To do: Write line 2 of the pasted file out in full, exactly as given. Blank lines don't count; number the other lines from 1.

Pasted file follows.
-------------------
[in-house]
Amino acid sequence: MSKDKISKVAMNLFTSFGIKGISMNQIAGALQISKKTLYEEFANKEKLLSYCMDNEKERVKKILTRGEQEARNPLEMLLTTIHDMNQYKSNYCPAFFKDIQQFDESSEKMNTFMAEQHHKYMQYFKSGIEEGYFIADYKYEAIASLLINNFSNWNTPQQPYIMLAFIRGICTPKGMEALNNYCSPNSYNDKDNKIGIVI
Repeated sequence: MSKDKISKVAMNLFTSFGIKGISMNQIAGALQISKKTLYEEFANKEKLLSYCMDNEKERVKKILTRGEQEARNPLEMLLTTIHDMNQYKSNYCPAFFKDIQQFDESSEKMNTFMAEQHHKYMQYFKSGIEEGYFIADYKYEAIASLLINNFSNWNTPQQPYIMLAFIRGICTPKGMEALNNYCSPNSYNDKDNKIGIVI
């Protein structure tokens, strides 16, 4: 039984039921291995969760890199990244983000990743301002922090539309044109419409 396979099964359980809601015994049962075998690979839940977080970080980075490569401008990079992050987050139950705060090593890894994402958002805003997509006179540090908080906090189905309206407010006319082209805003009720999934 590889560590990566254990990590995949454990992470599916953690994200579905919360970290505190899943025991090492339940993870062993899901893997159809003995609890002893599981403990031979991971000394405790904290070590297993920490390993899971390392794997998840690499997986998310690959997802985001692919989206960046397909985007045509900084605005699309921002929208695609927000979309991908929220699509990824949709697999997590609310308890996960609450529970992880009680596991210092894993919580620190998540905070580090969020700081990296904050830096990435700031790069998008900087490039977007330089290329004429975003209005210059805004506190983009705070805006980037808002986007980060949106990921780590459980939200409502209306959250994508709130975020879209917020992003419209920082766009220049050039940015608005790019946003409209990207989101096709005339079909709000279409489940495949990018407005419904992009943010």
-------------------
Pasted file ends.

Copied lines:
Amino acid sequence: MSKDKISKVAMNLFTSFGIKGISMNQIAGALQISKKTLYEEFANKEKLLSYCMDNEKERVKKILTRGEQEARNPLEMLLTTIHDMNQYKSNYCPAFFKDIQQFDESSEKMNTFMAEQHHKYMQYFKSGIEEGYFIADYKYEAIASLLINNFSNWNTPQQPYIMLAFIRGICTPKGMEALNNYCSPNSYNDKDNKIGIVI